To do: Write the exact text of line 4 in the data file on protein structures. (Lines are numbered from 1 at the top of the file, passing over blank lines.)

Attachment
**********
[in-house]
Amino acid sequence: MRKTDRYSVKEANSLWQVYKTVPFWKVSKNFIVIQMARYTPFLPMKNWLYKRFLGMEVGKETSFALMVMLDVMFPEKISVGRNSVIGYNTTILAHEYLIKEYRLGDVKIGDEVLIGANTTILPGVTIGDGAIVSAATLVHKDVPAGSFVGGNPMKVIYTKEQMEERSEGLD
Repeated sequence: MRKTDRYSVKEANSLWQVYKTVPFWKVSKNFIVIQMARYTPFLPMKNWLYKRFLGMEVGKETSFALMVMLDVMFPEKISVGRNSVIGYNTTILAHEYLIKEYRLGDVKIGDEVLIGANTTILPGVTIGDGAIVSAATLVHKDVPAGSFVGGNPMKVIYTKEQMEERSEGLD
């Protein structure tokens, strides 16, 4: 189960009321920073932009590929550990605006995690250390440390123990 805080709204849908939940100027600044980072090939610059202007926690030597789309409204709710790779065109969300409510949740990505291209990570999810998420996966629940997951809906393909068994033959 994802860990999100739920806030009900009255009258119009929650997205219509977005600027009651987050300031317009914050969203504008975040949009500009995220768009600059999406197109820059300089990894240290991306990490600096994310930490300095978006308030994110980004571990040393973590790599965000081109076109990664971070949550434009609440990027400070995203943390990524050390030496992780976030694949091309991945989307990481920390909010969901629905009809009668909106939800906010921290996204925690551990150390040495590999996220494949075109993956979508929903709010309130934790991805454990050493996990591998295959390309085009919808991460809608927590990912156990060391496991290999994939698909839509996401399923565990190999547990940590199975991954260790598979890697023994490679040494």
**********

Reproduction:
């Protein structure tokens, strides 16, 4: 189960009321920073932009590929550990605006995690250390440390123990 805080709204849908939940100027600044980072090939610059202007926690030597789309409204709710790779065109969300409510949740990505291209990570999810998420996966629940997951809906393909068994033959 994802860990999100739920806030009900009255009258119009929650997205219509977005600027009651987050300031317009914050969203504008975040949009500009995220768009600059999406197109820059300089990894240290991306990490600096994310930490300095978006308030994110980004571990040393973590790599965000081109076109990664971070949550434009609440990027400070995203943390990524050390030496992780976030694949091309991945989307990481920390909010969901629905009809009668909106939800906010921290996204925690551990150390040495590999996220494949075109993956979508929903709010309130934790991805454990050493996990591998295959390309085009919808991460809608927590990912156990060391496991290999994939698909839509996401399923565990190999547990940590199975991954260790598979890697023994490679040494």